Strategies and tips for people with HIV for keeping track of your health and staying healthy.

If you have HIV, it’s important to closely monitor your health and well being - whether or not you are taking anti-HIV drugs. You don’t need to become an expert on “viral loads” and “CD4+ cells,” and you will receive professional support, but it helps to be as informed as possible.

Here’s what you need to know about keeping track of your health, and some practical tips for staying healthy.

Why monitor your health?

Monitoring your physical and emotional health with your health care provider lets him or her spot potential problems and take action to address them. Because the HIV virus breaks down your immune system, you can be at threat from serious diseases if your treatment isn’t working.

And because every person with HIV is different, it can affect everyone differently. Seeing your health care provider regularly helps him or her provide you with the best treatment for you.

If you are not taking anti-HIV drugs, monitoring your health lets you:

  • Keep track of how the HIV virus is affecting your immune system
  • Watch out for signs of life-threatening infections
  • Think about when to start therapy

If you are being treated, it lets you:

  • Monitor any side effects
  • Ensure that the HIV drugs are working effectively
  • Spot signs that your body is resisting HIV drugs

How to monitor your HIV

As well as keeping track of your general health and well being, monitoring your HIV involves regular blood tests to keep an eye on two things in particular: your CD4+ cell count and your viral load.

What is your CD4+ cell count?

CD4+ cells are found in your immune system. It’s their job to keep your immune system functioning properly so it can protect you from harmful germs. HIV attacks and kills CD4+ cells, reducing their number (or cell count).

Your CD4+ cell count indicates your immune system’s strength. As your count drops, you are more at risk of getting a serious infection than people with a healthy immune system. Monitoring your CD4+ cell count tells your health care provider how well treatment is working or how quickly the HIV virus is attacking your immune system.

What is your viral load?

Your viral load is a measure of the amount of HIV in your blood. Your health care provider will monitor your viral load over time to look for trends in how it is changing. If your viral load is high, that means your immune system is under serious attack from the HIV virus.

By monitoring viral load in people who are not taking HIV drugs, your health care provider can recommend the best time to start treatment. If the medication is effective, your viral load should reduce within four to six weeks of beginning treatment.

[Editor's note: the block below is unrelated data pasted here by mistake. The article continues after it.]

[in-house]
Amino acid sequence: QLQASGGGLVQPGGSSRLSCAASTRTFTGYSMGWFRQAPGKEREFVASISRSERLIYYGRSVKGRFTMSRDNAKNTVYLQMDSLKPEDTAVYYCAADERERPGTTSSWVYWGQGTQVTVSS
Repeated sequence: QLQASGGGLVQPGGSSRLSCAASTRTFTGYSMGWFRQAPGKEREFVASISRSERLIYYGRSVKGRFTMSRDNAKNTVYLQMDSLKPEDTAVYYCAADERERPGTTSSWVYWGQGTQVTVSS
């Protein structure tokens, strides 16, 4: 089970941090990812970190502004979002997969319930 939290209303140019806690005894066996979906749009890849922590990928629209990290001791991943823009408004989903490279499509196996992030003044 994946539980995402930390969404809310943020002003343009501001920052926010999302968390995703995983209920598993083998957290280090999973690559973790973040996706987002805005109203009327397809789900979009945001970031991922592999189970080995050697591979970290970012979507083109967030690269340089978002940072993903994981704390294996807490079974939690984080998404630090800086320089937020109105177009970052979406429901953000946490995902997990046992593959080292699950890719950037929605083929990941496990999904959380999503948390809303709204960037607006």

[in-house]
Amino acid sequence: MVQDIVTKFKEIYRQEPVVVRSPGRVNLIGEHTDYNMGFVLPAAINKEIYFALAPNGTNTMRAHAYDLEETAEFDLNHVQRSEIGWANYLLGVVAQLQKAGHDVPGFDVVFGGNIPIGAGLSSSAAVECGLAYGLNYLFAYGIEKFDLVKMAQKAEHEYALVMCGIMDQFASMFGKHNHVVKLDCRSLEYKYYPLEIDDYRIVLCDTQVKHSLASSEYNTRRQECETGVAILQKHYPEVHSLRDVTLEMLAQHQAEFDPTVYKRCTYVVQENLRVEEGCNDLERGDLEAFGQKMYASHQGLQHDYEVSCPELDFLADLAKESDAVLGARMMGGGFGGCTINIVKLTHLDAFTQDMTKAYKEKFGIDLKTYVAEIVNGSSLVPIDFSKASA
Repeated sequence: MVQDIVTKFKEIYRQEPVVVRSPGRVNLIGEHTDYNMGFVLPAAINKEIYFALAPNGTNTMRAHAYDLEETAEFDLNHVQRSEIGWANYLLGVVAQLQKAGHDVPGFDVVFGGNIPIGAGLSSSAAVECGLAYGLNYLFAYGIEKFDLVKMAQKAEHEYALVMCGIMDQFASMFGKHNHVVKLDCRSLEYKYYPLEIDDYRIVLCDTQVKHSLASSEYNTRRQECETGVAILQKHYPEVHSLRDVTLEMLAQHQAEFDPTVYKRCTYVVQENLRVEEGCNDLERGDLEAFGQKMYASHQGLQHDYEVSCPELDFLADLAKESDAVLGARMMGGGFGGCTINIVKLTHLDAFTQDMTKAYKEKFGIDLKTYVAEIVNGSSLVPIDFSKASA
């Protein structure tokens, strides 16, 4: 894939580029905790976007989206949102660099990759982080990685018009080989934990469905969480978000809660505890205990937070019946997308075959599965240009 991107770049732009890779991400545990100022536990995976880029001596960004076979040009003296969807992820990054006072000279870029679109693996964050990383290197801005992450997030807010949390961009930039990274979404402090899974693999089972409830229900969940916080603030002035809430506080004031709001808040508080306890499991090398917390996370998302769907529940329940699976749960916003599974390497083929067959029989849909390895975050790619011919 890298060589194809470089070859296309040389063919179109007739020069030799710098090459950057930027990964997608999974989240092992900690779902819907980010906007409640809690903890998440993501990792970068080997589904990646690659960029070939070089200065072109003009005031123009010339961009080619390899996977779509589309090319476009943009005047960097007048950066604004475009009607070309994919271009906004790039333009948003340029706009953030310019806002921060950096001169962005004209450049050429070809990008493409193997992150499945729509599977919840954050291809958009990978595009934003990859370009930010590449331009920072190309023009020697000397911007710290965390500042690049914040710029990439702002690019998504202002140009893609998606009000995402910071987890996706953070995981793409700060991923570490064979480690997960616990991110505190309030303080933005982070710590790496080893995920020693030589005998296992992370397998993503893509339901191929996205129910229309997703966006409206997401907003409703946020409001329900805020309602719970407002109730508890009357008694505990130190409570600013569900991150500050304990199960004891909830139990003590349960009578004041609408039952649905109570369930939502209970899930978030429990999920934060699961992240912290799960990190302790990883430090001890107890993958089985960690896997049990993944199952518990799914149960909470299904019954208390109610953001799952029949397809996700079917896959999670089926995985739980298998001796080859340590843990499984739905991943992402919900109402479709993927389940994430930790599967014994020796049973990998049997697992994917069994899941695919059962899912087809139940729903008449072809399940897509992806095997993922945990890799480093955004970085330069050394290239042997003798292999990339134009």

Read CATIE’s guide to managing your health for more information, including the types of tests your health care provider might request.

How to monitor your general health

As well as monitoring the HIV virus in your body, there are other things you can look out for to help you stay healthy, including:

  • General health: Are you eating properly and getting enough rest and exercise to maintain a healthy lifestyle?
  • Sexual health: Are you protecting yourself against sexually transmitted infections (STIs) and enjoying a healthy sex life?
  • Mental health: How are you coping with your HIV in your work, social and family life?
  • Heart health: Do you smoke? Are you maintaining your heart health through diet and exercise?
  • Diabetes: Are you watching your blood sugar levels for signs of diabetes?

Learn more about these and other things that are good to monitor if you have HIV.

Tips for staying healthy

Here are a few things you can do to stay as healthy as possible.

  • Consider supplementing your HIV treatment with acupuncture, massage and/or naturopathy.
  • Look after your emotional health by taking up a stress-relieving activity such as yoga or Thai Chi and finding someone you can talk to honestly, such as a friend, doctor or counsellor.
  • Find a health care provider with experience treating people living with HIV and visit him or her regularly.
  • Talk to your health care provider in detail about what HIV drugs might be best for you.
  • Eat a healthy, well-balanced diet.
  • Exercise regularly to help your physical and mental health.
  • Try to get enough sleep and rest so you start each day refreshed.
  • If you smoke, consider quitting.
  • If you use drugs or drink alcohol, consider stopping or limiting your intake.